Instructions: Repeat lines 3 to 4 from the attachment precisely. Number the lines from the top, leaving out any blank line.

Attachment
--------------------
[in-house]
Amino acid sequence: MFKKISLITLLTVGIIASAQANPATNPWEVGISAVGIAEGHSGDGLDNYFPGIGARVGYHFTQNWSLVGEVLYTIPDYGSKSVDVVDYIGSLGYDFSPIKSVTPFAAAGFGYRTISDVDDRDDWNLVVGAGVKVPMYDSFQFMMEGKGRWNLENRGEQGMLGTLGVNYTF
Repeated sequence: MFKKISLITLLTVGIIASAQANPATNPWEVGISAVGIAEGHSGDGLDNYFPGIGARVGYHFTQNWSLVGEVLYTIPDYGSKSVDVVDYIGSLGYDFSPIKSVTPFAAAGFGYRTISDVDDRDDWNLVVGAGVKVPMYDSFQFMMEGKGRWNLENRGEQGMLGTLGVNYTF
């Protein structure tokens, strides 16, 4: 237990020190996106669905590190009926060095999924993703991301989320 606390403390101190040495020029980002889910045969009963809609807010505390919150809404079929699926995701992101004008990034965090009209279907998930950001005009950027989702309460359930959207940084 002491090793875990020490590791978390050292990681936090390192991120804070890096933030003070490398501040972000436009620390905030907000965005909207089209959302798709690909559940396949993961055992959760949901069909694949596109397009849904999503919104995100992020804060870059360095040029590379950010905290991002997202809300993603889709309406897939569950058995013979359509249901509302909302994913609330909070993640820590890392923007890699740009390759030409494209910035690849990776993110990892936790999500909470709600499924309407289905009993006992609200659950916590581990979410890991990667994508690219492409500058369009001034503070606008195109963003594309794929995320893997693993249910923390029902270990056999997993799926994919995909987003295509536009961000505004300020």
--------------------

Repeated sequence: MFKKISLITLLTVGIIASAQANPATNPWEVGISAVGIAEGHSGDGLDNYFPGIGARVGYHFTQNWSLVGEVLYTIPDYGSKSVDVVDYIGSLGYDFSPIKSVTPFAAAGFGYRTISDVDDRDDWNLVVGAGVKVPMYDSFQFMMEGKGRWNLENRGEQGMLGTLGVNYTF
């Protein structure tokens, strides 16, 4: 237990020190996106669905590190009926060095999924993703991301989320 606390403390101190040495020029980002889910045969009963809609807010505390919150809404079929699926995701992101004008990034965090009209279907998930950001005009950027989702309460359930959207940084 002491090793875990020490590791978390050292990681936090390192991120804070890096933030003070490398501040972000436009620390905030907000965005909207089209959302798709690909559940396949993961055992959760949901069909694949596109397009849904999503919104995100992020804060870059360095040029590379950010905290991002997202809300993603889709309406897939569950058995013979359509249901509302909302994913609330909070993640820590890392923007890699740009390759030409494209910035690849990776993110990892936790999500909470709600499924309407289905009993006992609200659950916590581990979410890991990667994508690219492409500058369009001034503070606008195109963003594309794929995320893997693993249910923390029902270990056999997993799926994919995909987003295509536009961000505004300020």